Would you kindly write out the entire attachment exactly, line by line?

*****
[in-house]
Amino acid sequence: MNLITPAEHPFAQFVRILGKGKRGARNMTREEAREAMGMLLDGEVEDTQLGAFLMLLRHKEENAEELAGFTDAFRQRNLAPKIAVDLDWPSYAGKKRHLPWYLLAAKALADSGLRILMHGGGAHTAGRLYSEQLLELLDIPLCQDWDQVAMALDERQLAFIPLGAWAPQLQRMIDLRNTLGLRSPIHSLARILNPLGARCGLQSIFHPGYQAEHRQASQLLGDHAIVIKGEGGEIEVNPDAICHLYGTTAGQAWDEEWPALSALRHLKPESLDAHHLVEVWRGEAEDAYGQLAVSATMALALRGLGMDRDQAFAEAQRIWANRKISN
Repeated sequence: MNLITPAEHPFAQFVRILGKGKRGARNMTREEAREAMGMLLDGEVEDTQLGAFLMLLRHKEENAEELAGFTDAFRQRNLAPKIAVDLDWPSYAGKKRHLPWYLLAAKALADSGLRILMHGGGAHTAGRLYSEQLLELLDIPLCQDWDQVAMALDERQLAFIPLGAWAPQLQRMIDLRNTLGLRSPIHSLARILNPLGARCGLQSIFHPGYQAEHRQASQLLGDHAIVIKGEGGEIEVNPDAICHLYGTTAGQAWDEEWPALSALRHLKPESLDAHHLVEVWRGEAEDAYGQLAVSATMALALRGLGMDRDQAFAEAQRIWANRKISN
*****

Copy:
[in-house]
Amino acid sequence: MNLITPAEHPFAQFVRILGKGKRGARNMTREEAREAMGMLLDGEVEDTQLGAFLMLLRHKEENAEELAGFTDAFRQRNLAPKIAVDLDWPSYAGKKRHLPWYLLAAKALADSGLRILMHGGGAHTAGRLYSEQLLELLDIPLCQDWDQVAMALDERQLAFIPLGAWAPQLQRMIDLRNTLGLRSPIHSLARILNPLGARCGLQSIFHPGYQAEHRQASQLLGDHAIVIKGEGGEIEVNPDAICHLYGTTAGQAWDEEWPALSALRHLKPESLDAHHLVEVWRGEAEDAYGQLAVSATMALALRGLGMDRDQAFAEAQRIWANRKISN
Repeated sequence: MNLITPAEHPFAQFVRILGKGKRGARNMTREEAREAMGMLLDGEVEDTQLGAFLMLLRHKEENAEELAGFTDAFRQRNLAPKIAVDLDWPSYAGKKRHLPWYLLAAKALADSGLRILMHGGGAHTAGRLYSEQLLELLDIPLCQDWDQVAMALDERQLAFIPLGAWAPQLQRMIDLRNTLGLRSPIHSLARILNPLGARCGLQSIFHPGYQAEHRQASQLLGDHAIVIKGEGGEIEVNPDAICHLYGTTAGQAWDEEWPALSALRHLKPESLDAHHLVEVWRGEAEDAYGQLAVSATMALALRGLGMDRDQAFAEAQRIWANRKISN